Sea level has been rising steadily since the end of the little ice age some 250 years ago. It has been averaging about .2 mm per year or about 7 inches per century. The rate of change has been surprisingly stable as this chart of San Francisco demonstrates:
Sea level in San Francisco has been trending downward since 1998. This second chart of the same information makes it a bit easier to see the recent decline:
So if carbon dioxide in the atmosphere has been steadily rising, and the world is a degree warmer than it was 200 years ago, why has sea level has not been rising since it peaked in 1998?
Sea level is a trailing rather than a leading indicator of climate. And the delay can be as much as a thousand years! The world warms and then the ice melts. As fresh water stored over land decreases, sea level rises. If it stays warm long enough, the deep oceans begin to warm. As they warm, they expand and sea level rises even more.
The current rising sea level process began about 20,000 years ago as we came out of the last ice age cold cycle. Here is a chart of that rise in sea level:
Temperature in the Holocene peaked about 10,000 years ago as this chart demonstrates:
The world is a bit cooler than it was 10,000 years ago. Sea level has been slowly rising the entire period. Imagine the world of 130,000 years ago when it was much warmer than it is today.
And finally we’ll look at a chart prepared of a Greenland Ice Core:
Greenland is in a cool cycle right now. It’s a bit warmer than it was a few hundred years ago, but the current period is cold for Greenland in the last 10,000 years. Greenland is some 2 degrees C cooler than it was just 3000 years ago. It is worth noting that according to the National Snow and Ice Data Center Greenland has been covered in ice for 18 million years.
When I look at the last two charts I must give Mother Nature her due. Sea level has been rising since we came out of the last ice age some 20,000 years ago. And that’s a good thing! We don’t want the climate we had even 15,000 years ago. Sure we had lots more land above sea level, but much of it was frozen. Think Greenland …then imagine the Northeastern USA and you’ll get the idea.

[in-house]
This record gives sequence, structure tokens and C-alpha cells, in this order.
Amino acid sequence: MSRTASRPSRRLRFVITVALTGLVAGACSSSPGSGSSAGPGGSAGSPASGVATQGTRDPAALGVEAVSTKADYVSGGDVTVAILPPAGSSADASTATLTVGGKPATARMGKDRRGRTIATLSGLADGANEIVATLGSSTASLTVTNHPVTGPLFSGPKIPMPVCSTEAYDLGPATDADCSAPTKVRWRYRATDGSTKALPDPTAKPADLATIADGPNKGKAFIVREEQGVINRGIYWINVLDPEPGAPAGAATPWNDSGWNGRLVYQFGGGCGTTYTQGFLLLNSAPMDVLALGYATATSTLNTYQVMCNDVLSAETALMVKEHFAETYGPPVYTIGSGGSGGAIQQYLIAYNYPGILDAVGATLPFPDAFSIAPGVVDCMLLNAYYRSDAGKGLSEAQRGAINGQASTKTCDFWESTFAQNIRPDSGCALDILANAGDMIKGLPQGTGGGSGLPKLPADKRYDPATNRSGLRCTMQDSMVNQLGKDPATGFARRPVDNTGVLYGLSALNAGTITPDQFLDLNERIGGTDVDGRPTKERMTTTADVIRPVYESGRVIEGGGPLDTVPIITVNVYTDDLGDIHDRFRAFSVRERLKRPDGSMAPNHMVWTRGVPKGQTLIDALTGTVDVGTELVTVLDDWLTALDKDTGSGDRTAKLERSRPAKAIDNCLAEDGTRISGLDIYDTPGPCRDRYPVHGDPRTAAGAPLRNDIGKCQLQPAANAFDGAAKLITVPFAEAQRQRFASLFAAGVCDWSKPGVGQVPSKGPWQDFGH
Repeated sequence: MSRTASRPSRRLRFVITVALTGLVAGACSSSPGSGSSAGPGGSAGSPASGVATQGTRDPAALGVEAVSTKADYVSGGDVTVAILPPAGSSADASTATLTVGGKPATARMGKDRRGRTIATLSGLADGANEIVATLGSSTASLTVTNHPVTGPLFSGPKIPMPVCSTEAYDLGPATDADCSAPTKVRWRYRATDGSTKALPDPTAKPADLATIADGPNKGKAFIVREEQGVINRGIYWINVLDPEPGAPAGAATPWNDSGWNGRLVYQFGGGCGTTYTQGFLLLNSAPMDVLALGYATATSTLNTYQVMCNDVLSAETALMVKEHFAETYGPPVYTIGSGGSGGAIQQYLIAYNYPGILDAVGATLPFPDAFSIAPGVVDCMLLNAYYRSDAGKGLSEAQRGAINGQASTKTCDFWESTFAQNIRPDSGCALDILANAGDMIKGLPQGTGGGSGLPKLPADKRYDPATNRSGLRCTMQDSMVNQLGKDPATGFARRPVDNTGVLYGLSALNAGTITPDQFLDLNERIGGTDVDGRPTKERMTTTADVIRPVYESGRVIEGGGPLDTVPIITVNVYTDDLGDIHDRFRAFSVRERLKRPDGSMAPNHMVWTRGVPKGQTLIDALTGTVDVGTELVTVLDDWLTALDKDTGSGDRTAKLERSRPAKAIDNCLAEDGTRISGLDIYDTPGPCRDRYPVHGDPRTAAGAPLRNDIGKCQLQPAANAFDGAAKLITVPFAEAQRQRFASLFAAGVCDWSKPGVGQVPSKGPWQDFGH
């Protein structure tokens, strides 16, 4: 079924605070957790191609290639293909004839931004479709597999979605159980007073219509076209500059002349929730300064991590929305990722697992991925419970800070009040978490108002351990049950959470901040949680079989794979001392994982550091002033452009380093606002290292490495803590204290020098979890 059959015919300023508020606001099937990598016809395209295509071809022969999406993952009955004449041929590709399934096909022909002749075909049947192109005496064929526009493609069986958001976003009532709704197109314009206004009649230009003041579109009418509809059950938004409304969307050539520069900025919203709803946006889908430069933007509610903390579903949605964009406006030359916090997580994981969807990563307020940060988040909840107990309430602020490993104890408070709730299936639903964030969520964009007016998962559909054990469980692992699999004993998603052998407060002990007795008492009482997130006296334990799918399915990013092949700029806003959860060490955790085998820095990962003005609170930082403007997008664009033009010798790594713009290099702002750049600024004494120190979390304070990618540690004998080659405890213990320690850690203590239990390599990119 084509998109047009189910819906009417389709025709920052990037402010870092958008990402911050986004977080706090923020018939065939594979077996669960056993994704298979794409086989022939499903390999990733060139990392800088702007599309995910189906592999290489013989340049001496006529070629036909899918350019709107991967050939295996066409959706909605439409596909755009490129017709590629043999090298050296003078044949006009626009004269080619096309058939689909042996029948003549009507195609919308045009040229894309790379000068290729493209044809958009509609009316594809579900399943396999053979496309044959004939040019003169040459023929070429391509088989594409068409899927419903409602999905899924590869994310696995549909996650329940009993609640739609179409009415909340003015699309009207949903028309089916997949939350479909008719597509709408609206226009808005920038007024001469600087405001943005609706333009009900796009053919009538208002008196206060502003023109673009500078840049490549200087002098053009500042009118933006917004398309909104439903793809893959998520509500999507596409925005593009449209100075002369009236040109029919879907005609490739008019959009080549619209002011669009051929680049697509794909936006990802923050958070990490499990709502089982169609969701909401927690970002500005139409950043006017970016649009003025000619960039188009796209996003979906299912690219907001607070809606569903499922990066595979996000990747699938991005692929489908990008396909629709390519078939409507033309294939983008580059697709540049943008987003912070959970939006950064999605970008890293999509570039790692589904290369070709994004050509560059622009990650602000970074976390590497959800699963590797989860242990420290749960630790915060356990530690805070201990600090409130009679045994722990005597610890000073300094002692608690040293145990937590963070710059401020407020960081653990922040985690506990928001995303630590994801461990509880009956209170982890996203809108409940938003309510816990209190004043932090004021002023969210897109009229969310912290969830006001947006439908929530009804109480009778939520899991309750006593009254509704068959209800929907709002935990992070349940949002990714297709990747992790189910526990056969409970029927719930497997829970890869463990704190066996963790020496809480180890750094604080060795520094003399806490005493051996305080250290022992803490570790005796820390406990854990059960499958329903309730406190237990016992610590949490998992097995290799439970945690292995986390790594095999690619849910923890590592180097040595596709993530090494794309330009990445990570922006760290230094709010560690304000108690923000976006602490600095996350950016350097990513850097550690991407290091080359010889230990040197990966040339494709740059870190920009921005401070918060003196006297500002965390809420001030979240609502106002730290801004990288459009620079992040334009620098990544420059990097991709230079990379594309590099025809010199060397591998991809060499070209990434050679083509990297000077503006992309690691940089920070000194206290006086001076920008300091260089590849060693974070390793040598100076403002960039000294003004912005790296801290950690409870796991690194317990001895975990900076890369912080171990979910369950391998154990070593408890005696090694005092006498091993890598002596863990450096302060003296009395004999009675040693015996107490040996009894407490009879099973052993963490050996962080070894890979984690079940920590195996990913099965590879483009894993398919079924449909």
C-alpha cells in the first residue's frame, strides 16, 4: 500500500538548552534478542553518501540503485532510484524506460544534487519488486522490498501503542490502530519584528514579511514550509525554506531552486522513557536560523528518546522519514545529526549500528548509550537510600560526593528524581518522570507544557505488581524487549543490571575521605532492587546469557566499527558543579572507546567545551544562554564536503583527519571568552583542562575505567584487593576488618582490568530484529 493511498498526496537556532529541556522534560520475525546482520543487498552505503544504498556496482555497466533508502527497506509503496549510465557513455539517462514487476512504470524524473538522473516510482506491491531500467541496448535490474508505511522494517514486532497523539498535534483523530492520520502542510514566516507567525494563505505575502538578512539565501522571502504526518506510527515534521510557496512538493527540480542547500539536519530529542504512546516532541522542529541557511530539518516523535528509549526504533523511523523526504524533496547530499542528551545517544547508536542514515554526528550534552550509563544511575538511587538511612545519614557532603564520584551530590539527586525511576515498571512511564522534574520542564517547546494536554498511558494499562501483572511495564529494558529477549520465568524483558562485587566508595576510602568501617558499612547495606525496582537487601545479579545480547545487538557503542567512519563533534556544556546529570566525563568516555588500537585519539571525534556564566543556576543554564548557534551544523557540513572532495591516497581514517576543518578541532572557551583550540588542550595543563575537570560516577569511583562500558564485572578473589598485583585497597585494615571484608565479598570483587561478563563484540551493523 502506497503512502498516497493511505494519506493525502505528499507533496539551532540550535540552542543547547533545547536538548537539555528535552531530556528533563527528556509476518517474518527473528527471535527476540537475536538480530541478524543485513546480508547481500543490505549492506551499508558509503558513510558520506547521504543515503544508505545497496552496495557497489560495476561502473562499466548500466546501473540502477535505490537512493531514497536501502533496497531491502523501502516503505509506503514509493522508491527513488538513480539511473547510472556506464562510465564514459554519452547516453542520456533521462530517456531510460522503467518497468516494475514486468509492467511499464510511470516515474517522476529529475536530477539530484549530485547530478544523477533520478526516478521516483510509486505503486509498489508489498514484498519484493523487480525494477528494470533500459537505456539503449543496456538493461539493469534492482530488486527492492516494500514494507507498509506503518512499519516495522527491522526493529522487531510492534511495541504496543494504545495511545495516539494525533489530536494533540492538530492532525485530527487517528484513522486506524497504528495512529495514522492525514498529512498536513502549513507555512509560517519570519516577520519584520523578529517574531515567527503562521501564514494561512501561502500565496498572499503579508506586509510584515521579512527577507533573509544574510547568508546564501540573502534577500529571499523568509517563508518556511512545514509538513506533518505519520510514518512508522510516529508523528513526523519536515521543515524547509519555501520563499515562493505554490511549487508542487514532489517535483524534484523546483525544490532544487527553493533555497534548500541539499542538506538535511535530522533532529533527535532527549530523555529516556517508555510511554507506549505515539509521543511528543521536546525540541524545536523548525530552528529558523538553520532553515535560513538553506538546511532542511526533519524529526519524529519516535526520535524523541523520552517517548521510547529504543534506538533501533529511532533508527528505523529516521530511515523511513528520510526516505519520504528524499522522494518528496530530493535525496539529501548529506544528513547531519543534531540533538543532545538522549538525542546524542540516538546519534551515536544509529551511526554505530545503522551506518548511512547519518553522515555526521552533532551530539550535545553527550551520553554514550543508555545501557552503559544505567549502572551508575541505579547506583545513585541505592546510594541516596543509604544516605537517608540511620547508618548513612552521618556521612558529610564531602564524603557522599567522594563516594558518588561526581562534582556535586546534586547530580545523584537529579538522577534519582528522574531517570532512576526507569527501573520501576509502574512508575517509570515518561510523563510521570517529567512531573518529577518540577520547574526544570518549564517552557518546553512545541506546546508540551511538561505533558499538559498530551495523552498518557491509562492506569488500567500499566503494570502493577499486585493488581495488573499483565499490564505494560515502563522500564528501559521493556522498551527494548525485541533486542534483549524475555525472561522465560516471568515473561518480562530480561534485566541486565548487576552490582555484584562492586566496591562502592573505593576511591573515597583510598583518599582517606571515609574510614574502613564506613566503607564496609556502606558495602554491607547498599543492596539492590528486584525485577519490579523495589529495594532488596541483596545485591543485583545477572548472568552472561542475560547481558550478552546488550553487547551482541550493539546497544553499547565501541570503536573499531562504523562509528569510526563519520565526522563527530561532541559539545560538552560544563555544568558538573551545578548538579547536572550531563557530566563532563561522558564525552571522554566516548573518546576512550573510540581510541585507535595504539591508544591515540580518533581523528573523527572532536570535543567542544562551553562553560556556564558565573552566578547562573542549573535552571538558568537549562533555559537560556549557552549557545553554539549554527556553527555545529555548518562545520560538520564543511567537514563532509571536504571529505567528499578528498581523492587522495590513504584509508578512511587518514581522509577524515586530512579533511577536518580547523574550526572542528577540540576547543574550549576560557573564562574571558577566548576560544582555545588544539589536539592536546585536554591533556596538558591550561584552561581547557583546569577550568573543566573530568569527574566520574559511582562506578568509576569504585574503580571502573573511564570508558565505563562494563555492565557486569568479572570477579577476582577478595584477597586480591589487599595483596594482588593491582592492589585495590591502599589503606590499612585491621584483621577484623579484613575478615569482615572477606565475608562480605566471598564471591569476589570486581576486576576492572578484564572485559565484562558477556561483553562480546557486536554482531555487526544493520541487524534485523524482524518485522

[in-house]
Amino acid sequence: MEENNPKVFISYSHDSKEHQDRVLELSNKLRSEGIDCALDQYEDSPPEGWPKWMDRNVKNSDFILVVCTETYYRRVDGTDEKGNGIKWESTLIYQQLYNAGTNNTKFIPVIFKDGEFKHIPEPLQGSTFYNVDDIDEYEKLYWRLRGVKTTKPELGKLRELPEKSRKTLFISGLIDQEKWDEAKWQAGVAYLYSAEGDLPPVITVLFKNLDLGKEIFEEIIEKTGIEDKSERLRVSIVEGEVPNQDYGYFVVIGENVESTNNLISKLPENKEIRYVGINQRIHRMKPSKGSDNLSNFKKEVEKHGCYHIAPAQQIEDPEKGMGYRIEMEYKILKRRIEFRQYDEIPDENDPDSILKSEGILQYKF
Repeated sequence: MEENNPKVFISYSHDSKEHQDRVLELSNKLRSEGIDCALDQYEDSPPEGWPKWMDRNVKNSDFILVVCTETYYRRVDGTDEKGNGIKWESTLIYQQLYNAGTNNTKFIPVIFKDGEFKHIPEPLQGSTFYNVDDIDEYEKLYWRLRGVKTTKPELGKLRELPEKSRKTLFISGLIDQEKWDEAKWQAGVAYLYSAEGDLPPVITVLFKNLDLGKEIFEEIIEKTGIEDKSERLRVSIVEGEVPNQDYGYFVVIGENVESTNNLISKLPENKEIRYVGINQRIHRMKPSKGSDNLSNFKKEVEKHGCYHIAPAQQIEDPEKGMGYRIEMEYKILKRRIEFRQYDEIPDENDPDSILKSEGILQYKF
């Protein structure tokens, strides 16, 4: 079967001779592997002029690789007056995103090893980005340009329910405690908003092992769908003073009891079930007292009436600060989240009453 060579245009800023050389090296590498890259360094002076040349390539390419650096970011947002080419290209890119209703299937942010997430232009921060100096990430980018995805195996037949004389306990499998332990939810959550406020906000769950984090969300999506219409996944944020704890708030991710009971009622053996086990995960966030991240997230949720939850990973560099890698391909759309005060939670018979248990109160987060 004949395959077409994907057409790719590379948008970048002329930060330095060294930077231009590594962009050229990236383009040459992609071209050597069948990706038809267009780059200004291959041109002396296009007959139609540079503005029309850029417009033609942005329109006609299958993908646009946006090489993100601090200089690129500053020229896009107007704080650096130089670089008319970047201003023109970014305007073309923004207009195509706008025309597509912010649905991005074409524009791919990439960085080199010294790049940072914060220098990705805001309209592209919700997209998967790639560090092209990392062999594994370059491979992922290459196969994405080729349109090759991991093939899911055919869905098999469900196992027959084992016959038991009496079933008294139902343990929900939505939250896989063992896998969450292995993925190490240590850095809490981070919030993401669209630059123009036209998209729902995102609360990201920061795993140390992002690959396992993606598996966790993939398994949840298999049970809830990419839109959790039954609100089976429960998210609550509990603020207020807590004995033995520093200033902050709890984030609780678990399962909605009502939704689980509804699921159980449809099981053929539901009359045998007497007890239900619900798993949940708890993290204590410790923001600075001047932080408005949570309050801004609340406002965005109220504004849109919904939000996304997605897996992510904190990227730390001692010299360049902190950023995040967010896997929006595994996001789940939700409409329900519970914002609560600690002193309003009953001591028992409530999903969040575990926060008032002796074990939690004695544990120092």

The IPCC appears to be ready to predict (in their 2014 Climate Report) a rise in sea level of from 10 inches to 3 feet and they attribute it to man caused events (according to a NY Times article). I suspect wild ass guessing.
Changes in sea level we see in the next 86 years are more likely than not a function of the climate we have been having for thousands of years. The IPCC thinks most variation seen before 1950 is natural climate variation. That’s a lot of change. How do they know the current changes are not natural climate variation. How can they know?
One tenet of the IPCC climate change group is that it is cheaper to try to mitigate climate change than it is to adjust to it. I’m not so sure, I fear they underestimate nature.
- When I look at the San Francisco chart I see a relatively steady increase since the beginning of the chart in 1850.
- When I look at the Greenland chart, I see lots on natural climate variation. Greenland has been lots warmer in the recent past than is today…and that was a natural event. Will carbon dioxide make it warmer than it otherwise would be. Probably. But it could get lots colder soon too if history is a guide. How much of any short term change is natural and how much is man caused? I don’t know.
- When I look at the last 150,000 years I’m glad we live in the warm time we live in.
When I step back and look at the big picture…a steady increase in sea level seems possible as long as we don’t start another ice age cool cycle. It could be accelerated by an increase in melting from Greenland and Antarctica. Greenland had an average melt year in 2013 and Antarctic Ice has been actually increasing in recent years. Sea level has been declining since 1998.
What will the future bring? I don’t know but I do know this: Many of the changes in sea level that are a result of today’s weather will show up hundreds of years from now….even if the IPCC is right.
And when I look at the IPCC….I see guessing…..wild ass guessing.